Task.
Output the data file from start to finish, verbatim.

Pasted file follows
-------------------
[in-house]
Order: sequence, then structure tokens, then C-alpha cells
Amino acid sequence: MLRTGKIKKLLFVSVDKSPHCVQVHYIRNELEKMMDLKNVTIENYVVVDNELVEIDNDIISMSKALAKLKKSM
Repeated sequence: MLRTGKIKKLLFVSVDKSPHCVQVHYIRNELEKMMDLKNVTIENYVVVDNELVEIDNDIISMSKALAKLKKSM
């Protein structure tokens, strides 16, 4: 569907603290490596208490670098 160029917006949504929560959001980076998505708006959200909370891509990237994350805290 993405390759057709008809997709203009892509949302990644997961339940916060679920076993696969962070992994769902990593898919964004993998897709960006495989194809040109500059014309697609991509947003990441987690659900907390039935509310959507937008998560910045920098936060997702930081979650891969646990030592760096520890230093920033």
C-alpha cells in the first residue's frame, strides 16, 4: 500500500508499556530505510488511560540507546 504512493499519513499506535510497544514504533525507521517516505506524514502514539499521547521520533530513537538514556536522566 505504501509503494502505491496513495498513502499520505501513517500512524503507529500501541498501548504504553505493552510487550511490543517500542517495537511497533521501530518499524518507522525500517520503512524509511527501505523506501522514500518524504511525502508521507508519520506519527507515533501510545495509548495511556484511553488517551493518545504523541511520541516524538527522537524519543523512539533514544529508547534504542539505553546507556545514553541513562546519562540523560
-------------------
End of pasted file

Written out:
[in-house]
Order: sequence, then structure tokens, then C-alpha cells
Amino acid sequence: MLRTGKIKKLLFVSVDKSPHCVQVHYIRNELEKMMDLKNVTIENYVVVDNELVEIDNDIISMSKALAKLKKSM
Repeated sequence: MLRTGKIKKLLFVSVDKSPHCVQVHYIRNELEKMMDLKNVTIENYVVVDNELVEIDNDIISMSKALAKLKKSM
């Protein structure tokens, strides 16, 4: 569907603290490596208490670098 160029917006949504929560959001980076998505708006959200909370891509990237994350805290 993405390759057709008809997709203009892509949302990644997961339940916060679920076993696969962070992994769902990593898919964004993998897709960006495989194809040109500059014309697609991509947003990441987690659900907390039935509310959507937008998560910045920098936060997702930081979650891969646990030592760096520890230093920033």
C-alpha cells in the first residue's frame, strides 16, 4: 500500500508499556530505510488511560540507546 504512493499519513499506535510497544514504533525507521517516505506524514502514539499521547521520533530513537538514556536522566 505504501509503494502505491496513495498513502499520505501513517500512524503507529500501541498501548504504553505493552510487550511490543517500542517495537511497533521501530518499524518507522525500517520503512524509511527501505523506501522514500518524504511525502508521507508519520506519527507515533501510545495509548495511556484511553488517551493518545504523541511520541516524538527522537524519543523512539533514544529508547534504542539505553546507556545514553541513562546519562540523560